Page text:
Wellington – 15 December 2021: A new study from Wellington’s innovation hub, Creative HQ, has found that an overwhelming majority (96%) of Gen Z believe that innovation should be taught in schools, with 77% of respondents viewing themselves as innovative.
Dr Colin Kennedy, Head of the School of Innovation at Wellington-based innovation hub Creative HQ, conducted a study of 150 Gen Z (aged 12-24) respondents in 20 countries across the globe to understand Gen Z attitudes to innovation, particularly in the era of COVID-19.
The study found that 89% of respondents believe innovation to be crucial to making the world around them better, with that number rising to 94% when asked about the role of innovation in responding to the ongoing COVID-19 pandemic.
“In this complex time of volatility, it’s a statement of hope that Gen Z wants the tools of innovation embedded in their learning environment,” says Dr Kennedy. “Gen Z makes up a third of the global population, so their desire to be innovative is important as it indicates they crave the mindset and skillset to take on the problems around them.”
“At Creative HQ we run a series of programmes to help Gen Z develop innovation skills, including a Certificate in Applied Innovation, a Certificate in Innovation Delivery, and a Young Founders Incubator which supports Gen Z-aged founders to grow their own startups,” says Dr Kennedy. “It would be great to see programmes like this integrated into schools to complement existing entrepreneurial programmes.”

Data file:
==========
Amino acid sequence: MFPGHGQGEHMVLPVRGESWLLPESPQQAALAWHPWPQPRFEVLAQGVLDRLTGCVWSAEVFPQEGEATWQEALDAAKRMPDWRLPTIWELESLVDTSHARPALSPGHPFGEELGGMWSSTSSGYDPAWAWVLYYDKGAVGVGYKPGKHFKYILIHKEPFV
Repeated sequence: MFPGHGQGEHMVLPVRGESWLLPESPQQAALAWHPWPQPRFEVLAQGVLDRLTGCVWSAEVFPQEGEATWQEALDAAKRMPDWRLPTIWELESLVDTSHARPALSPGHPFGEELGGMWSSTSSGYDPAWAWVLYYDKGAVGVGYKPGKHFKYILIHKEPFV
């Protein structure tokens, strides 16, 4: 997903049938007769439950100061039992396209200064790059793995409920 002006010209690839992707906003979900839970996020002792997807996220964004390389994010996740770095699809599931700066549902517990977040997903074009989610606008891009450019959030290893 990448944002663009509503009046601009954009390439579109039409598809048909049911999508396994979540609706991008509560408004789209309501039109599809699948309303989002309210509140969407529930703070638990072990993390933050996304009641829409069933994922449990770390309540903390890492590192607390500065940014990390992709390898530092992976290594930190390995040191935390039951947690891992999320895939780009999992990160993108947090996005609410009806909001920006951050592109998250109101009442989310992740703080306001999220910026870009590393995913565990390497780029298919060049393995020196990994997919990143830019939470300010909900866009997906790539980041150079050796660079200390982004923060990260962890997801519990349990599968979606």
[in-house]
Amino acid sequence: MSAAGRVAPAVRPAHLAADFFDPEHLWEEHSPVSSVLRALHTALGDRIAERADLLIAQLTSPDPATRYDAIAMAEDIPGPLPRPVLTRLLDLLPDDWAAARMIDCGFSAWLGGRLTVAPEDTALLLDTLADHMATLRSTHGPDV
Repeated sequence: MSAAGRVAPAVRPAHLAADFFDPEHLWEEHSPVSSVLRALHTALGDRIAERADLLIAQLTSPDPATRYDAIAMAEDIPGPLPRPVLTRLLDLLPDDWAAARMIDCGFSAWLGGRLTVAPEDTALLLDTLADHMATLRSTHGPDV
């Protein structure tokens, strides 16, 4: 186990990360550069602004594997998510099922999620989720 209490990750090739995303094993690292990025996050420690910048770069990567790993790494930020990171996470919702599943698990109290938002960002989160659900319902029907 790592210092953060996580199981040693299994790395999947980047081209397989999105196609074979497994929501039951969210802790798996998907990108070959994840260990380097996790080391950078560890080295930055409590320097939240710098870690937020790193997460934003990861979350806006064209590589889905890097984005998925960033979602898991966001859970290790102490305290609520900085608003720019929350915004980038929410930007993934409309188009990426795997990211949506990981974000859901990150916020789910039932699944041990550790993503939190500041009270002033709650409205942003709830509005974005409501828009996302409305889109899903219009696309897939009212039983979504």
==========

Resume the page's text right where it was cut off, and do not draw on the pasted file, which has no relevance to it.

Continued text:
Recent law graduate and Creative HQ Innovation Coordinator Intern, Poppy Lance (aged 23), agrees with the findings of the study and says if she had her time at school again she would “absolutely” want to study innovation.
“I think the benefits of having an innovative mindset would have really impacted me academically and what paths I went down at university. I would have looked at my own strengths and thought about how I could apply them to a job,” she says.
“I think for our generation, there are a lot of issues that we’d like to fix that haven’t been dealt with before, but also we’re trying to solve problems that no other generation has ever dealt with.”
Ongoing lockdowns and uncertainty have negatively impacted Gen Z mental wellbeing, exacerbated by the largest educational disruption in modern history and a massive surge in youth unemployment. At the start of 2021, approximately 825 million Gen Z learners were affected due to school closures.
Research has also shown that Gen Z is acutely aware that it will have to pay higher taxes and carry greater levels of debt, despite young workers being the least likely group to have received financial support for lost jobs during the pandemic.
“Gen Z will feel the pain of COVID-19 throughout the majority of their lives. This research shows that innovation is a tool for them to create a better future for their generation,” says Dr Kennedy. “Right now, we need our younger generations to have hope and opportunities. Innovation can offer this to young people.”
In the study, Gen Z respondents were asked a series of questions to surface definitions and how they saw innovation in the world around them.
The most mentioned types of innovations, and what sectors they occurred in, were medical advancements & COVID-19 response, the internet and smartphones, environmental innovations such as agritech, electric vehicles including self-driving cars, community interventions and personal self-improvement.
Dr Kennedy was nominated by New Zealand at Expo 2020 to speak on reimaging innovation education and Gen Z attitudes towards innovation on a World Majlis panel as part of Expo 2020 Dubai’s Knowledge and Learning Focus Week at the World Expo 12-14 December in Dubai.
Panellists who joined him this week included prominent British historian Sir Anthony Seldon, the Bahraini Minister of Youth and Sport Affairs H.E. Aymen Tawfeeq Al Moayed, and Teach All CEO Wendy Kopp.
Read more about Dr Colin Kennedy’s (Creative HQ’s Head of Education) research here: Gen Z Research Paper
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